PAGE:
“There is no way Mom! Mowing lawns is the only way I can earn money. It will be next spring before I can earn enough money!”

 He wailed. He moaned. He cried. He was nine.

What could I say? I could see so many options. He needed to think bigger, longer term. He was so much closer than he realized. Mowing lawns is not the only way to earn money.

I swallowed the perfect lecture bubbling up in my throat.

“I am sorry bud,” I said with a hug. “Can I tell you a story?”

He nodded.

From a hilltop, a man looked out across the valley. Panting, his heart rejoiced. In the distance he could see his goal. At last!  It was in reach.

 He gazed at the path. He gasped.

 No! A canyon.

 So close and now, failure. For a while, he thought, he planned, he wondered, he despaired. There was no way to cross, no bridge in sight.

 He cried. He stormed. He raged. He blamed. He looked longingly at his goal and angrily at the canyon barring his path. A seesaw of emotions tormented him, rocking between anger and depression with nauseating speed.

 This is how it always is for me. Things never work out. What was I thinking going on this journey in the first place? Who do I think I am? Why should I try? I knew I’d never make it.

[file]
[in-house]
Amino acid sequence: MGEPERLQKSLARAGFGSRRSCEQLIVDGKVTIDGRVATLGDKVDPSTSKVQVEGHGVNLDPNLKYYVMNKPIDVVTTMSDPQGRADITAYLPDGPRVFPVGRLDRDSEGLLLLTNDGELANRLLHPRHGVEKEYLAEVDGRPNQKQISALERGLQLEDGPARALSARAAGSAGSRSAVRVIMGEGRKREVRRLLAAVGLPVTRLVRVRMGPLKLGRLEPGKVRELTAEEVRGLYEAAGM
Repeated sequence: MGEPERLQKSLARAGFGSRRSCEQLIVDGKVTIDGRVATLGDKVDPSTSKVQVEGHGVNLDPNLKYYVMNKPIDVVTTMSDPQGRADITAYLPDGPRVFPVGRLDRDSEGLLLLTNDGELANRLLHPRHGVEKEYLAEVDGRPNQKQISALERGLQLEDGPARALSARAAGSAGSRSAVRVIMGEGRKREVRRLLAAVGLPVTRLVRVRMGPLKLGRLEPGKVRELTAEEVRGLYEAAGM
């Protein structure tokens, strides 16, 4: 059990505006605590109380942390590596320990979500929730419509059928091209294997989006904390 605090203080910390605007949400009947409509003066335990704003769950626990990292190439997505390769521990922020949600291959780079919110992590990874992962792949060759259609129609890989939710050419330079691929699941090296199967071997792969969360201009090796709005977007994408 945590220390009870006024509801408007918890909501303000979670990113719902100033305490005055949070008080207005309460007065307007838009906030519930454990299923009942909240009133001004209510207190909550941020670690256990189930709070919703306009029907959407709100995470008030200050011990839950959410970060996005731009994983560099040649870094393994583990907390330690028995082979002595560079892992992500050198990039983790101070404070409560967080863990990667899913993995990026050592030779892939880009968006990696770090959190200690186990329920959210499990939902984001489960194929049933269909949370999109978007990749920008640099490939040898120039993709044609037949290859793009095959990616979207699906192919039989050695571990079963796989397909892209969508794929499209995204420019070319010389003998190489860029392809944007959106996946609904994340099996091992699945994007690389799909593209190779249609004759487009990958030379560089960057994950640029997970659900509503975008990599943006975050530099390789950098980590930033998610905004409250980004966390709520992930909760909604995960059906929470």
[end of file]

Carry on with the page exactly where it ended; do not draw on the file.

He slumped into the shade of a nearby tree.

 I’ll go somewhere else tomorrow. There must be a better place to go anyway.

 He drifted off into a restless sleep.

 Sweating and exhausted another man came up the hillside. He caught site of the goal. He rejoiced. Momentarily, concern washed over him when he saw the canyon.

 Well, it’s like granddad always said, “We’ll cross that bridge when we get there.”

 He laughed, knowing there was no bridge to cross. But he journeyed on.

 Down he marched into the valley. Onward through marsh and mud.  Snakes hissed, scorpions scuttled across his path. He reached the cliff’s edge weary from the day’s labors.

 He looked across the terrible gap. Then he looked down.

 What was this?

 Unseen from the hilltop, or even a few feet from the cliff’s edge was a narrow path. And just above the roaring river, deep in the canyon, a bridge!

 Who would have guessed there would be a bridge down there? I’m sure glad I kept walking.